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Prehistoric Landscape Investigated in the North Sea

Tuesday, June 11, 2019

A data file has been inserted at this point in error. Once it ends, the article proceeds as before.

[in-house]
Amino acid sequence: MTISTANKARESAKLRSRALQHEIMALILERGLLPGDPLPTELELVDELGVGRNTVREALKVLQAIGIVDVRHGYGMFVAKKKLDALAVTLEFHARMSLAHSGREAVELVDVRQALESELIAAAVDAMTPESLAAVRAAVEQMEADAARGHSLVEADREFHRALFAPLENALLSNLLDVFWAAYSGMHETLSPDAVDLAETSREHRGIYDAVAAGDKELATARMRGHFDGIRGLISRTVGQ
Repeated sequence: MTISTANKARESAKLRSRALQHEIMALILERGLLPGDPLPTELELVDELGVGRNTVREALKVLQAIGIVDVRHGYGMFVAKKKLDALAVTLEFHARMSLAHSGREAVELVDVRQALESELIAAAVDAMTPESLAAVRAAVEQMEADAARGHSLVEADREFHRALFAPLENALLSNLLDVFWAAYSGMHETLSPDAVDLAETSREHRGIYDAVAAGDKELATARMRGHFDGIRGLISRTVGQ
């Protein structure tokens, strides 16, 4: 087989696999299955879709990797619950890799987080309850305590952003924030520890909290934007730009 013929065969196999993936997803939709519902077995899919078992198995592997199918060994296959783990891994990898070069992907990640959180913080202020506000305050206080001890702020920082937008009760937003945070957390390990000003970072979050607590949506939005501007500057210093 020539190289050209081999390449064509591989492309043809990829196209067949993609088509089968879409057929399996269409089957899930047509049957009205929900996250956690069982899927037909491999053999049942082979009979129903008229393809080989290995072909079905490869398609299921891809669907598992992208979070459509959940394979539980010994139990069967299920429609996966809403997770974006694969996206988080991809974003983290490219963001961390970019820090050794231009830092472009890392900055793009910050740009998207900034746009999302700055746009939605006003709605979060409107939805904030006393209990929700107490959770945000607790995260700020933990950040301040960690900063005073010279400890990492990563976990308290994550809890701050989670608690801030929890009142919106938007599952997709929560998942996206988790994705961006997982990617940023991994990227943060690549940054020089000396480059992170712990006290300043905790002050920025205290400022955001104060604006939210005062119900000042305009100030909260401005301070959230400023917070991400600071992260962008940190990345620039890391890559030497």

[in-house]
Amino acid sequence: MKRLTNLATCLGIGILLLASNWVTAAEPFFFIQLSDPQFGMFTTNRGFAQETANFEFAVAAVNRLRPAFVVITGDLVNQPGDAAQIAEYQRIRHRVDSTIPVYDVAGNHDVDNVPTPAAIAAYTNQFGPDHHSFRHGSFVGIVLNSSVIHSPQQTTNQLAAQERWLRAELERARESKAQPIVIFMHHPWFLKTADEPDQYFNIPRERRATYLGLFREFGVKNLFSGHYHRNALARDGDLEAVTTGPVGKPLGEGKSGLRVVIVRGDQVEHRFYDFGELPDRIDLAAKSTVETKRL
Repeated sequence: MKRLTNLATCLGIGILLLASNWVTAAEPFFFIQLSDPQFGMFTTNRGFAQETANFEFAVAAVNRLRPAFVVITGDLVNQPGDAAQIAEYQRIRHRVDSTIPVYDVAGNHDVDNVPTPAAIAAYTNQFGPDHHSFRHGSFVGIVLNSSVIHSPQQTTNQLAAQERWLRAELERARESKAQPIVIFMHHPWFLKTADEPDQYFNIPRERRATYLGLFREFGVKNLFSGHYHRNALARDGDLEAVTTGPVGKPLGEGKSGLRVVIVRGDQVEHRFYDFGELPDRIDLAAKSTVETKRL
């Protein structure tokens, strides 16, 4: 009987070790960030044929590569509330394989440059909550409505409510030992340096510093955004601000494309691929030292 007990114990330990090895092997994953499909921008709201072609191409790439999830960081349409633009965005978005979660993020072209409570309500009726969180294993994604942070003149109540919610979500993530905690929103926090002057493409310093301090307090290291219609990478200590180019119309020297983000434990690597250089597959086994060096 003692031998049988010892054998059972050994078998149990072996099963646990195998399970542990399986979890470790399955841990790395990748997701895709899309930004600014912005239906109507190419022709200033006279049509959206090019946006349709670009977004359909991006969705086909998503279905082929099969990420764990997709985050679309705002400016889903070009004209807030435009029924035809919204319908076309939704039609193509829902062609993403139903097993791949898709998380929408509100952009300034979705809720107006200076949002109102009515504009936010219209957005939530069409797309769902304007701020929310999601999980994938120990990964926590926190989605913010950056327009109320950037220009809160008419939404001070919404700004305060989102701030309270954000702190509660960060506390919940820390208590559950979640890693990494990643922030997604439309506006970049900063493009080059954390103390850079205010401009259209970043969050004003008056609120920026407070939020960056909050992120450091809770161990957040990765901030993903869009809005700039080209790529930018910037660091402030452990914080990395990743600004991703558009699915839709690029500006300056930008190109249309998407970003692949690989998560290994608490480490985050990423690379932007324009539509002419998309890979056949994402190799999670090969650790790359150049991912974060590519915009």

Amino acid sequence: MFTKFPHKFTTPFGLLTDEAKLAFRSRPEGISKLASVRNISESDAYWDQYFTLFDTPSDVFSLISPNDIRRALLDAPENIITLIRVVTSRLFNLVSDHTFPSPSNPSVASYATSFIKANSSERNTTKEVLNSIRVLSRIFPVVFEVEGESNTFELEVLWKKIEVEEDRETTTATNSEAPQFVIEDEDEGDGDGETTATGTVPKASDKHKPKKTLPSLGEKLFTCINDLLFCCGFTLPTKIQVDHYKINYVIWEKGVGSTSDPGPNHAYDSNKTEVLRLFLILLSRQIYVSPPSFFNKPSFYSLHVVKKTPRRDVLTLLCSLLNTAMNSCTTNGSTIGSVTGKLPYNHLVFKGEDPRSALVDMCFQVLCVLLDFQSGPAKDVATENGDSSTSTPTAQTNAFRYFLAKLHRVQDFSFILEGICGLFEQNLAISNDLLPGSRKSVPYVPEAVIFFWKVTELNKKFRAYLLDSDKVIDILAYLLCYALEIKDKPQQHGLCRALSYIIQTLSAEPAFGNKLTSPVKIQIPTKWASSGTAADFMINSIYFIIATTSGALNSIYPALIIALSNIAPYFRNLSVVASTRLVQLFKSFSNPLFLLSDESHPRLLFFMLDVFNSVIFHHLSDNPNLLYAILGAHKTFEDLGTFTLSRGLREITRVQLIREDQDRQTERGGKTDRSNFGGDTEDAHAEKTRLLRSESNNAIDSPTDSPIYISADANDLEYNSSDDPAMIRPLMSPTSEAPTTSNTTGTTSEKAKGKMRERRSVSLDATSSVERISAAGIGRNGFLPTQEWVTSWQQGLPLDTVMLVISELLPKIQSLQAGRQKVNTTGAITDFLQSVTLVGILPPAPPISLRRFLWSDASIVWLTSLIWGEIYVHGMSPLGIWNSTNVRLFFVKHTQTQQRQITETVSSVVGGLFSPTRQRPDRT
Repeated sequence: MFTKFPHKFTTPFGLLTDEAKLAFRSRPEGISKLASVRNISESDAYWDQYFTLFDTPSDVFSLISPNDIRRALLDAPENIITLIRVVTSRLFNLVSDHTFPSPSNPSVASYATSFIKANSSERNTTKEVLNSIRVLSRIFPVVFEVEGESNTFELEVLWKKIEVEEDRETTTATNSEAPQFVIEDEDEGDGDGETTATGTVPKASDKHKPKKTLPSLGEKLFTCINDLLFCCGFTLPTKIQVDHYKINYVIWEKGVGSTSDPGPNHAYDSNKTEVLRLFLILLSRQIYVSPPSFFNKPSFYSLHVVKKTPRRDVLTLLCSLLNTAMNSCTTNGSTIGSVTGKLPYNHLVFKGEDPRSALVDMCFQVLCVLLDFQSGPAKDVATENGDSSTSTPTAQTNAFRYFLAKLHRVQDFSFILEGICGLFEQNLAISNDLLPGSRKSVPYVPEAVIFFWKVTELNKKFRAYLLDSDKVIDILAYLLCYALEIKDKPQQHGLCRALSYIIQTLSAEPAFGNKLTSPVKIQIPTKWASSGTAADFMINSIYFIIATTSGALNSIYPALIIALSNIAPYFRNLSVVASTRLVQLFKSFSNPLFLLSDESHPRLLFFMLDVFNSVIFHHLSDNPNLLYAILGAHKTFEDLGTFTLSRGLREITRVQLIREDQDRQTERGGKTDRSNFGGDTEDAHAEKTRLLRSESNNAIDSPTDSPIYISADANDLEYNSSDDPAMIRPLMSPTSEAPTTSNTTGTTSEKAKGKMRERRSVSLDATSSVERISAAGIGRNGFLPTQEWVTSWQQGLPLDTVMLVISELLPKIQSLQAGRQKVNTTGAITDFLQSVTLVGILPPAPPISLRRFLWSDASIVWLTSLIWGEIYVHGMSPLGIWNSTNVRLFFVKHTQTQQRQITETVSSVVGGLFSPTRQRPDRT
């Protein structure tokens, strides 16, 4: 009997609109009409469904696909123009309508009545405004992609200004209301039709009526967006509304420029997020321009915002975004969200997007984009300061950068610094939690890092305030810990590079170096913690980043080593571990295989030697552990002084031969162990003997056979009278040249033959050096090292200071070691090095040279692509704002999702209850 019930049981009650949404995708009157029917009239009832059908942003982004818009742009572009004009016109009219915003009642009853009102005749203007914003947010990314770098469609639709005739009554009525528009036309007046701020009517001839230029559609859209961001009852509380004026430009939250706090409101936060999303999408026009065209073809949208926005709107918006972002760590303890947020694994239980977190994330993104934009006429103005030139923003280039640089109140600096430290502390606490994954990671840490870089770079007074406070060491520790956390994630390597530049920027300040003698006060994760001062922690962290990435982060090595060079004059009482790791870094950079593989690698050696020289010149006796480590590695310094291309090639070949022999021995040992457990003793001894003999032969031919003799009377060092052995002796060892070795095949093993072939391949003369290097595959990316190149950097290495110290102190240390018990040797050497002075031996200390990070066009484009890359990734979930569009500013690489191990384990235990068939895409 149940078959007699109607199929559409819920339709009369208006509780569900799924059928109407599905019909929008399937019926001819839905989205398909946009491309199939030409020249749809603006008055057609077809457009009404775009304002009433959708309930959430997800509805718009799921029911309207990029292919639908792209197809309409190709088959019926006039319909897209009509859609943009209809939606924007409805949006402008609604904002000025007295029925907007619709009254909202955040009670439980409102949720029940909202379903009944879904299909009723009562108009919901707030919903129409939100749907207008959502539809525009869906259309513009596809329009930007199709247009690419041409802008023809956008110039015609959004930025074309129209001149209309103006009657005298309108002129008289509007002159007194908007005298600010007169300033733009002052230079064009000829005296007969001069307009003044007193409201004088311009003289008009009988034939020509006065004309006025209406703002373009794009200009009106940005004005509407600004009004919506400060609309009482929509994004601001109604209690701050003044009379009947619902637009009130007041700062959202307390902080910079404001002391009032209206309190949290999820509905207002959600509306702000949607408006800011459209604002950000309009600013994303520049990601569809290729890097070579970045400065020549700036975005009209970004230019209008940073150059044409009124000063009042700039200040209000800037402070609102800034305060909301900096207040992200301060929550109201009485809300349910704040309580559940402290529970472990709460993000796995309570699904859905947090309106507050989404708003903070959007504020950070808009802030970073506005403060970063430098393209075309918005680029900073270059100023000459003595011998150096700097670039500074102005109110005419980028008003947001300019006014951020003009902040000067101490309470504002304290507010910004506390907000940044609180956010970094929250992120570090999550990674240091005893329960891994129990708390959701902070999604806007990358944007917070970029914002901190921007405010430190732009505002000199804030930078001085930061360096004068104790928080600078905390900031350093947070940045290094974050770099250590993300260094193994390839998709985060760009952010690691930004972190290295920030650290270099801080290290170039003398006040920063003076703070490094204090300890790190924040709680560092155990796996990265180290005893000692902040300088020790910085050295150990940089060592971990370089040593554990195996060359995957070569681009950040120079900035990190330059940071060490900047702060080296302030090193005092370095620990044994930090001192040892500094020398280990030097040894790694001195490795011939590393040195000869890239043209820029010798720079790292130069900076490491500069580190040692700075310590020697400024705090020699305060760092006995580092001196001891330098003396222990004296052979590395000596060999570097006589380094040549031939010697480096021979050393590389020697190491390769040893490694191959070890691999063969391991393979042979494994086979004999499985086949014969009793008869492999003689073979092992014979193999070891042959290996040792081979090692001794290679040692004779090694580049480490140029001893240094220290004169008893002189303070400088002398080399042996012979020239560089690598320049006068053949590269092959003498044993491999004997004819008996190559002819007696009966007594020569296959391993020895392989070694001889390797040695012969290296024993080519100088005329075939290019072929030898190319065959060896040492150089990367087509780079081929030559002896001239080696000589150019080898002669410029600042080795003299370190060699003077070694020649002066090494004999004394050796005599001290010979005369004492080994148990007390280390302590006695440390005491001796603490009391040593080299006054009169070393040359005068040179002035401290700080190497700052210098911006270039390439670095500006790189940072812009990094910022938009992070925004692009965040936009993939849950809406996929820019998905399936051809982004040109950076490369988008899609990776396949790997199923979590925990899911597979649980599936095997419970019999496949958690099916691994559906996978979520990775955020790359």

North Sea toolsBRADFORD, ENGLAND—North Norfolk News reports that an international team of scientists aboard the Belgian ship RV Belgica created high-resolution images of the region known as Doggerland, and recovered a flint chip, a fragment of a stone hammer, and evidence of the ancient environment. Doggerland, an ancient landscape submerged by rising waters some 8,000 years ago, stretches from the East of England to the Netherlands and Denmark. The stone artifacts, thought to have been produced by Mesolithic hunter-gatherers, were found in two different sediment samples collected on either side of an ancient river estuary off the coast of Norfolk, England. An outcrop of flint and chalk was found near the fragment of heavily used hammer stone, in what may have been a tool-manufacturing site. Evidence of a prehistoric forest was also detected off the coast of the Netherlands. The researchers plan to return to Doggerland with a mini-submarine for further investigation. To read about another discovery from this period in England, go to “Mesolithic Markings.”

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